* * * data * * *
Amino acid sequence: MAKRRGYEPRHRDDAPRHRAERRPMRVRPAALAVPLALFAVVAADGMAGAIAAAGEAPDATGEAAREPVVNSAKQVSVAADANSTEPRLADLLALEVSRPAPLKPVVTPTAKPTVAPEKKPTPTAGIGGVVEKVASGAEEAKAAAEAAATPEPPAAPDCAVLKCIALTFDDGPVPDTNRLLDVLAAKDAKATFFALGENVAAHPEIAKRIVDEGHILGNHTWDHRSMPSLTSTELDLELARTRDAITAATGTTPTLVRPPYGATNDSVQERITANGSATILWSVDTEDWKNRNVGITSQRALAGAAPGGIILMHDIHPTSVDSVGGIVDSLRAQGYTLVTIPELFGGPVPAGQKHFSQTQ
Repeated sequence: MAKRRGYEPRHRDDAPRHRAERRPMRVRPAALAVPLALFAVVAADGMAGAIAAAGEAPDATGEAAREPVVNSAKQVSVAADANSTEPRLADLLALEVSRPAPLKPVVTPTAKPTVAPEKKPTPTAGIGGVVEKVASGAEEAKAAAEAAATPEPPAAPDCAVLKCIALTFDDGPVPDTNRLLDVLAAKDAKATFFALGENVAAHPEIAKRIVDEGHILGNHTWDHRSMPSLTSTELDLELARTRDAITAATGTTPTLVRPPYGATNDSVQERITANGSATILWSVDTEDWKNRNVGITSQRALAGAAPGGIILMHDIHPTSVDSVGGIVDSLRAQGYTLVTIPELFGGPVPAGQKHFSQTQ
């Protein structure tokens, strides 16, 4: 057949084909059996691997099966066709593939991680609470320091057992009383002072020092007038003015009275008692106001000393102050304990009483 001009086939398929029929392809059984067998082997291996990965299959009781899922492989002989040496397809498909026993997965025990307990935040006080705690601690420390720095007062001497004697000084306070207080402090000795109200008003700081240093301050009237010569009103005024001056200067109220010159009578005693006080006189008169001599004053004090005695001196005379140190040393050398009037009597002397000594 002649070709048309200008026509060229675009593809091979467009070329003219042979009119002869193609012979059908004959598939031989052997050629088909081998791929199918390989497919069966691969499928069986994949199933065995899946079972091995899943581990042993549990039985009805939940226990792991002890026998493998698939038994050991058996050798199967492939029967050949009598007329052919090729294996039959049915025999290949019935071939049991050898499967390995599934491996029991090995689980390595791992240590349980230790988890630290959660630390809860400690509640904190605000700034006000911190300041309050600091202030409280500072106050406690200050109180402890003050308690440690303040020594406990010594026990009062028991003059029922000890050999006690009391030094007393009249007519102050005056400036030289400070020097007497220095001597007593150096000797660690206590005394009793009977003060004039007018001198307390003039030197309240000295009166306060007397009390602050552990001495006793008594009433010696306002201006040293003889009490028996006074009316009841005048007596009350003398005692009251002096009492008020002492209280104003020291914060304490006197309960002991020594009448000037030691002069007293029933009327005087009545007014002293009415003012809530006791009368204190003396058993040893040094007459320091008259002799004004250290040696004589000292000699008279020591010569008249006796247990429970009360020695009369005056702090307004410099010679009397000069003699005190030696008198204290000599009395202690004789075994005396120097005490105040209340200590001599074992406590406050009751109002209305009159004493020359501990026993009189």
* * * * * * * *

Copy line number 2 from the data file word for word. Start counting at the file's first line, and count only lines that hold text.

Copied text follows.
Repeated sequence: MAKRRGYEPRHRDDAPRHRAERRPMRVRPAALAVPLALFAVVAADGMAGAIAAAGEAPDATGEAAREPVVNSAKQVSVAADANSTEPRLADLLALEVSRPAPLKPVVTPTAKPTVAPEKKPTPTAGIGGVVEKVASGAEEAKAAAEAAATPEPPAAPDCAVLKCIALTFDDGPVPDTNRLLDVLAAKDAKATFFALGENVAAHPEIAKRIVDEGHILGNHTWDHRSMPSLTSTELDLELARTRDAITAATGTTPTLVRPPYGATNDSVQERITANGSATILWSVDTEDWKNRNVGITSQRALAGAAPGGIILMHDIHPTSVDSVGGIVDSLRAQGYTLVTIPELFGGPVPAGQKHFSQTQ